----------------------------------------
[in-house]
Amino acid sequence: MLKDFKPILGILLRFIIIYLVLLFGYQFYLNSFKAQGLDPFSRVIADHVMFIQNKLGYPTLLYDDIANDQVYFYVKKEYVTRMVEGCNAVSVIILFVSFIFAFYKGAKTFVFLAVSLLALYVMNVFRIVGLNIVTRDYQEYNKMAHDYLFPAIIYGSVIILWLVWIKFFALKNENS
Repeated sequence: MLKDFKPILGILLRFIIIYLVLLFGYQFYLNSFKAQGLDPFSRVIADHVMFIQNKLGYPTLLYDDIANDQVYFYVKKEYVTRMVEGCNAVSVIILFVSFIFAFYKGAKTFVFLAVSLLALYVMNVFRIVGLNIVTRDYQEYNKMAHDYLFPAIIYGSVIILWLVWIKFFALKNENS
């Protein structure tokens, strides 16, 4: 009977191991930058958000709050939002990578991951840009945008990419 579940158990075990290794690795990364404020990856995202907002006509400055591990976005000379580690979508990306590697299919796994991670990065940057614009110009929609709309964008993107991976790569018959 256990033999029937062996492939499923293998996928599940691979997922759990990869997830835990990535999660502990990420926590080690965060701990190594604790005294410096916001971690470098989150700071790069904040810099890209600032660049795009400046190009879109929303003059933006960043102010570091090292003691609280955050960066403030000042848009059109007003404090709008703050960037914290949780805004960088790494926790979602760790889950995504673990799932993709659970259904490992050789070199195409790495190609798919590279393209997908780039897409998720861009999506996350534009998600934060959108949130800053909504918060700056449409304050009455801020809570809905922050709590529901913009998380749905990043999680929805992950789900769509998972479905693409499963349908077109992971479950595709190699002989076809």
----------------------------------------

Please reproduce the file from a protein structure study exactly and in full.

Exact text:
[in-house]
Amino acid sequence: MLKDFKPILGILLRFIIIYLVLLFGYQFYLNSFKAQGLDPFSRVIADHVMFIQNKLGYPTLLYDDIANDQVYFYVKKEYVTRMVEGCNAVSVIILFVSFIFAFYKGAKTFVFLAVSLLALYVMNVFRIVGLNIVTRDYQEYNKMAHDYLFPAIIYGSVIILWLVWIKFFALKNENS
Repeated sequence: MLKDFKPILGILLRFIIIYLVLLFGYQFYLNSFKAQGLDPFSRVIADHVMFIQNKLGYPTLLYDDIANDQVYFYVKKEYVTRMVEGCNAVSVIILFVSFIFAFYKGAKTFVFLAVSLLALYVMNVFRIVGLNIVTRDYQEYNKMAHDYLFPAIIYGSVIILWLVWIKFFALKNENS
């Protein structure tokens, strides 16, 4: 009977191991930058958000709050939002990578991951840009945008990419 579940158990075990290794690795990364404020990856995202907002006509400055591990976005000379580690979508990306590697299919796994991670990065940057614009110009929609709309964008993107991976790569018959 256990033999029937062996492939499923293998996928599940691979997922759990990869997830835990990535999660502990990420926590080690965060701990190594604790005294410096916001971690470098989150700071790069904040810099890209600032660049795009400046190009879109929303003059933006960043102010570091090292003691609280955050960066403030000042848009059109007003404090709008703050960037914290949780805004960088790494926790979602760790889950995504673990799932993709659970259904490992050789070199195409790495190609798919590279393209997908780039897409998720861009999506996350534009998600934060959108949130800053909504918060700056449409304050009455801020809570809905922050709590529901913009998380749905990043999680929805992950789900769509998972479905693409499963349908077109992971479950595709190699002989076809």